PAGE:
How does living in rural France impact on me as a Woman? Well: I recognise that I am slightly cut off from exposure to the bigger political issues effecting women in France and the rest of the world. I live in a beautiful, peaceful spot - fields stretch for as far as the eye can see in all directions and the nearest large town is forty kilometres away. I live in an ex-coach-garage: furniture placed either side of the eleven-metre-long boarded-over inspection pit, which people say, when they visit, ‘Isn’t it lovely! This would be worth a fortune if it was a New York loft apartment’. Well it isn’t, and renovating the barn next-door is taking way too long: the dust from the breeze-block walls and concrete floor is getting on my nerves.
I run my own gardening business here, and what impacts on me in my little patch, (apart from the afore-mentioned living arrangements) are a few simple things:
- The challenge of new clients doubting whether I will be able to carry out heavy garden-work because I am a woman. ‘Of course I will, I love it.’ I tell them. It’s true: I love clambering up and down a scaffold to trim a thirty-metre-long conifer hedge, or wheel 400kgs of compost around the flower-beds. I am never happier than when I’m sweating.
- Finding tools and equipment to buy that don’t weigh a tonne or are difficult to start because they have been designed with a male operator in mind.
- Finding steel-toe work boots small enough (in the UK this may be easy – in rural France it’s almost impossible). Or gloves that aren’t flimsy leather with embroidered ladybirds and flowers on them costing twice as much as a good heavy-duty pair of leather gloves made for men, which are always two sizes too big! Hold on – is there a business opportunity for myself here as women’s work-wear and tool designer?
So personally, I think it’s the rural environment and mentality that can create the impact on me as a woman. As I move into 2019 I have unpacked my new, size 39 work-boots that I brought back from the UK with me, along with the three pairs of leather work-gloves that were on sale in B&Q and am thankful that such simple issues are my main concern.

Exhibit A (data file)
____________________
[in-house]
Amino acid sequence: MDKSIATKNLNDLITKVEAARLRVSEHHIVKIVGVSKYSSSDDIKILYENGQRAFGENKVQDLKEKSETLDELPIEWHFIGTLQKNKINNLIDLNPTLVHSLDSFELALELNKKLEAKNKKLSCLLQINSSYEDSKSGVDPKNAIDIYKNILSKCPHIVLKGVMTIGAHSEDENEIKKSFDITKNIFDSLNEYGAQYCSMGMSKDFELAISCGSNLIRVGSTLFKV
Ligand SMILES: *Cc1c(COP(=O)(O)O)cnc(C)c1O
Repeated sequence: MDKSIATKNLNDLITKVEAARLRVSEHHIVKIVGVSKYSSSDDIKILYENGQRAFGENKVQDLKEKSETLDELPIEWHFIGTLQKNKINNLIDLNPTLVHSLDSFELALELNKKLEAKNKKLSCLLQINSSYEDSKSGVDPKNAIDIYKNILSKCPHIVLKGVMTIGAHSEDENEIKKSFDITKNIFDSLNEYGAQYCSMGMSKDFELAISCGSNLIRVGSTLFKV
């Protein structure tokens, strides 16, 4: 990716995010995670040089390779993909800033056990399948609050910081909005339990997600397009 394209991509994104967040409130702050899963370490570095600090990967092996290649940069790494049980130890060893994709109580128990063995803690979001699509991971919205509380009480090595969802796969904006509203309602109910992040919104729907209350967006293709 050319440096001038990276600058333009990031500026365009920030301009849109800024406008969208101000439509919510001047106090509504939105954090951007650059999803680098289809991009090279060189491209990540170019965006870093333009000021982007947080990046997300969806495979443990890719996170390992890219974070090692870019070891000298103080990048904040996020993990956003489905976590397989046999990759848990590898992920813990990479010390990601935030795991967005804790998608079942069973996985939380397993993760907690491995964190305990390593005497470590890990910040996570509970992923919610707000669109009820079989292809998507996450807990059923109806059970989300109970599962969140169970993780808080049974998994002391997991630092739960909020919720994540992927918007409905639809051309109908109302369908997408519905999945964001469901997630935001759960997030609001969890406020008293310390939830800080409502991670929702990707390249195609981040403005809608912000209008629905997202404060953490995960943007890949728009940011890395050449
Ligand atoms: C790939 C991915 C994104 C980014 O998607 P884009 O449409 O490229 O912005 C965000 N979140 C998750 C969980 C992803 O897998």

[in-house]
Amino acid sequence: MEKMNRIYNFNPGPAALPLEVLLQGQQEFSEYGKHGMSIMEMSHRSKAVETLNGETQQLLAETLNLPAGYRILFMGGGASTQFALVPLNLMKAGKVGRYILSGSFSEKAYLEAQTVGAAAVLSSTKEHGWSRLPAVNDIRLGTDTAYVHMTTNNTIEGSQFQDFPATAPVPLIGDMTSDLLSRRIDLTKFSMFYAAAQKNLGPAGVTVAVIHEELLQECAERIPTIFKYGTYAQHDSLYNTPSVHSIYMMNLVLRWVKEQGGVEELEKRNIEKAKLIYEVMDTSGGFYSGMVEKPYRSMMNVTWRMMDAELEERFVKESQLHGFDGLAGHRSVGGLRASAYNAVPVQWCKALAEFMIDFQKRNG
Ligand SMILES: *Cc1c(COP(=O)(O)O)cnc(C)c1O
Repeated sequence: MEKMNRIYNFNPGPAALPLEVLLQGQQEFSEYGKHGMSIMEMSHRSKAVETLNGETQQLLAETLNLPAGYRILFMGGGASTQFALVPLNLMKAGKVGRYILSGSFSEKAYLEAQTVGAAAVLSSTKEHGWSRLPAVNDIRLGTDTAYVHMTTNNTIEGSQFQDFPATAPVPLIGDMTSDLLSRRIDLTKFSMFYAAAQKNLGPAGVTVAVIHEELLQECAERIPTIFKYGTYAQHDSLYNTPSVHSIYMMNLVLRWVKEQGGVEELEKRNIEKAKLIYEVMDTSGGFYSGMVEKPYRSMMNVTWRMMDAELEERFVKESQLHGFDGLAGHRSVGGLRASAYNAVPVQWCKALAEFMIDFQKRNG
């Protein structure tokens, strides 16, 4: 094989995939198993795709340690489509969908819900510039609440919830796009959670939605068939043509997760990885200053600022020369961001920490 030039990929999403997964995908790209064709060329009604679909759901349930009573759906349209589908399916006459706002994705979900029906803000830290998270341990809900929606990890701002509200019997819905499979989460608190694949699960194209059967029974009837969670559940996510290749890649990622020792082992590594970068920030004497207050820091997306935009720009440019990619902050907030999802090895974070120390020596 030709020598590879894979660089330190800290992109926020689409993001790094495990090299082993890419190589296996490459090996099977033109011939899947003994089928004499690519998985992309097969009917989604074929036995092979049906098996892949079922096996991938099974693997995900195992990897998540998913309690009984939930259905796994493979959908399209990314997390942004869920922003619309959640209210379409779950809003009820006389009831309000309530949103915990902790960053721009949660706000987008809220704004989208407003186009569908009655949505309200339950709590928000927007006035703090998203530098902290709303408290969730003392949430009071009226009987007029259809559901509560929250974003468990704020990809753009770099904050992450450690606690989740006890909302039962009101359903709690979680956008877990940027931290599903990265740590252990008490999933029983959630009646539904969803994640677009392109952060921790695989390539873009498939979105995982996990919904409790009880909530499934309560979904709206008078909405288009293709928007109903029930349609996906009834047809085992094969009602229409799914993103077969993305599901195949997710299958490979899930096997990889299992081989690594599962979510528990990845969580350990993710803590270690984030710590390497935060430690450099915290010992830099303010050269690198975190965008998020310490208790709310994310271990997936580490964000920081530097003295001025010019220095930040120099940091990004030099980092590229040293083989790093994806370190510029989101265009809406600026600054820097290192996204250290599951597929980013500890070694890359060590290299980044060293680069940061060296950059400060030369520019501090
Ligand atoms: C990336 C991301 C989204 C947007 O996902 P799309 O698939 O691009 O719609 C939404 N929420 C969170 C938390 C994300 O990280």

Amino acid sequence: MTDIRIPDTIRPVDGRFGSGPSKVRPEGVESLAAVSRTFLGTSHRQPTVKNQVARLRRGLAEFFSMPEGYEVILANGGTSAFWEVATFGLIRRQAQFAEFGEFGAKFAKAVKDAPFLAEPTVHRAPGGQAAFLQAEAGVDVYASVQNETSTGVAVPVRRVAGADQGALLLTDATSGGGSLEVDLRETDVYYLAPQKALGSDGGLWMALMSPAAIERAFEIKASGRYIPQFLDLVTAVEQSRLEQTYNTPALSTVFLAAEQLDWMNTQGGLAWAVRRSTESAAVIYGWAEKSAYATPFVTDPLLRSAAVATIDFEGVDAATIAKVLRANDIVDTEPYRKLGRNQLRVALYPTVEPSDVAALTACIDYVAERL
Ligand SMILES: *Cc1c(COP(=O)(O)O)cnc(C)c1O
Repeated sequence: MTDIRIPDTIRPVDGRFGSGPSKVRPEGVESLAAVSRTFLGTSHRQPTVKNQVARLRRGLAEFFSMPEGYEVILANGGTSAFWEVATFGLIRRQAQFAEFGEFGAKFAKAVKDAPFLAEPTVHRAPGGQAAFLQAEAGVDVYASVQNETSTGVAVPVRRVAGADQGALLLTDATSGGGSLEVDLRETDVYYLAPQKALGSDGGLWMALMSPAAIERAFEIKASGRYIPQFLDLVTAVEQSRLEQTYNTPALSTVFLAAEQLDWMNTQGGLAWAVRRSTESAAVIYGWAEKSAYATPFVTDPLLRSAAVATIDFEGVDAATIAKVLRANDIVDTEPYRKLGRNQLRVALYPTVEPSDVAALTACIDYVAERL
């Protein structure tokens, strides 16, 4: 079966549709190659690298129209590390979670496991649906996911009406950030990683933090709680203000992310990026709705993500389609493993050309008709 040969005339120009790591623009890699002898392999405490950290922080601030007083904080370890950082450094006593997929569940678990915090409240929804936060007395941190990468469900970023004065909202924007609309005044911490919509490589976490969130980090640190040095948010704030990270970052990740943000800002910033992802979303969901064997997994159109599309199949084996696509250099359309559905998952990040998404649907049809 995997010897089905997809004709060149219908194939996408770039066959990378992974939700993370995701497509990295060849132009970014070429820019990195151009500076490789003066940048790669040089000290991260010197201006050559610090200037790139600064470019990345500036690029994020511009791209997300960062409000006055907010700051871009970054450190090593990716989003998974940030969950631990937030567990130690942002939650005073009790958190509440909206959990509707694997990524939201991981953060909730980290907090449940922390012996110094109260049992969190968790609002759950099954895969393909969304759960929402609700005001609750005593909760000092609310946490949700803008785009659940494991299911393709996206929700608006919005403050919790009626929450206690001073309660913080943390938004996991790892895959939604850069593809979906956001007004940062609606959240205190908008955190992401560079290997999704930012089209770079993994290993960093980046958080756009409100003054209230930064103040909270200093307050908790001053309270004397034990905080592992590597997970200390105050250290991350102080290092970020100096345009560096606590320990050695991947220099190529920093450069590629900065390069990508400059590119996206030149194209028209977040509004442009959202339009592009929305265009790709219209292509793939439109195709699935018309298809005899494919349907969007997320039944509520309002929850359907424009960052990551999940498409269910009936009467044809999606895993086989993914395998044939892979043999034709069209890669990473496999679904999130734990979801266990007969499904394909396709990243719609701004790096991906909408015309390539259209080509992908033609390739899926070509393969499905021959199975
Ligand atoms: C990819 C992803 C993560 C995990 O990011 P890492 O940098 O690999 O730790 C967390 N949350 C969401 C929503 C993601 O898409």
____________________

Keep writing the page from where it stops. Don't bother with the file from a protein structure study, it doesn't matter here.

One of my gardening clients had a different problem as a result of living rurally: Madame Chaumy is a 92-year-old French lady who, with her husband, had been part of Parisien ‘high-society’ before moving here with his job. She is sadly now a widow, living on her own in the middle of nowhere, but who is always immaculately dressed, with perfect make-up and hair, even if I arrive at 8.30am. No need for standards to slip just because she is in the countryside! This particular morning, I rang on the door-bell and she appeared, in her nightgown, looking more than a little dishevelled. ‘Are you okay, Madame Chaumy?’ I’d asked, fearing that she may have had a fall. She said she was feeling groggy and had a terrible head-ache. Did she want me to call a Dr? No, it was nothing serious: she had been unable to open a bottle of red wine the evening before because her wrists and fingers are now too weak to operate the cork-screw. Her evening tipple had been ruined. ‘You should have called Yvette, (who lives a km away), she would have driven over and opened it for you,’ I’d said. With a glint in her eye she said that she had been rather more resourceful than that, and had popped open a bottle of champagne instead. She was now, however, and with a thumping head-ache, regretting it because obviously she had had to drink the whole thing so as not to waste the bubbles!
I am sure Theresa May wishes that decent gardening gloves and opening a bottle of wine were all she had to worry about! We may not all agree with her chosen political path, but the sheer fact that she hasn’t had a nervous breakdown yet gets my total respect. 2019 wishes and thoughts go to all the women who are fighting their corner, wherever that may be.
One aspiration for 2019, during these uncertain times for humanity, and especially women, is that we can all support one another with love and confidence. I have recently been shat on by a woman who I can only conclude is jealous of my life with my partner (she obviously hasn’t ever lived in a grey, dusty coach-garage!), and I can only wonder how the world would be if we could wipe out jealousy and competition and replace those emotions with trust and compassion. I believe that only when we all stick together will we be strong enough to overcome so much prejudice and fear that is present in our world.
So a big thank-you goes from me to rural France for giving us so little to worry about on a daily basis – and here’s to all of us women out there on our journeys: may we all be well enough to be drinking a bottle of champagne when we’re ninety-two.
By Sarah Tyley